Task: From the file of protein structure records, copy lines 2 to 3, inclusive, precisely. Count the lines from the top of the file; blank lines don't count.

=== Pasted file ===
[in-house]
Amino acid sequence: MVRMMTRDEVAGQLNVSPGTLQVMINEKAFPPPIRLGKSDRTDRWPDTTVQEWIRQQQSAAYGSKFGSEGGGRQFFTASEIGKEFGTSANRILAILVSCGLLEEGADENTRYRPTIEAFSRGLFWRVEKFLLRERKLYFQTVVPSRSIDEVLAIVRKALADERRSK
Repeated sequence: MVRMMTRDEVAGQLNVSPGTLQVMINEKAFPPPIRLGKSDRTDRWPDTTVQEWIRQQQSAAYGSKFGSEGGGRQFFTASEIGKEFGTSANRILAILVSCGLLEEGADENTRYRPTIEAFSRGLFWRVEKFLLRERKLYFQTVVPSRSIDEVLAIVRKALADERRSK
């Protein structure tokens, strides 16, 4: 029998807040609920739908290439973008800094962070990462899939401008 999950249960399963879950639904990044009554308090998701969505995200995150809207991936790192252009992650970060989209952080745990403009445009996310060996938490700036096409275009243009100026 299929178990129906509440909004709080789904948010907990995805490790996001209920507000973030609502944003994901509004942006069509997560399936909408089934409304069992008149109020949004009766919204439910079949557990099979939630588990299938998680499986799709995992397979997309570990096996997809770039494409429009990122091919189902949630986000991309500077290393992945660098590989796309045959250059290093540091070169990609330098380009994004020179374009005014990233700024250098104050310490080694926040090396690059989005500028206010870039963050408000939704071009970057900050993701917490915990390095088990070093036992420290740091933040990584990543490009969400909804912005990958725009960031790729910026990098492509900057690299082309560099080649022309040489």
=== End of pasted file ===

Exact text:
Amino acid sequence: MVRMMTRDEVAGQLNVSPGTLQVMINEKAFPPPIRLGKSDRTDRWPDTTVQEWIRQQQSAAYGSKFGSEGGGRQFFTASEIGKEFGTSANRILAILVSCGLLEEGADENTRYRPTIEAFSRGLFWRVEKFLLRERKLYFQTVVPSRSIDEVLAIVRKALADERRSK
Repeated sequence: MVRMMTRDEVAGQLNVSPGTLQVMINEKAFPPPIRLGKSDRTDRWPDTTVQEWIRQQQSAAYGSKFGSEGGGRQFFTASEIGKEFGTSANRILAILVSCGLLEEGADENTRYRPTIEAFSRGLFWRVEKFLLRERKLYFQTVVPSRSIDEVLAIVRKALADERRSK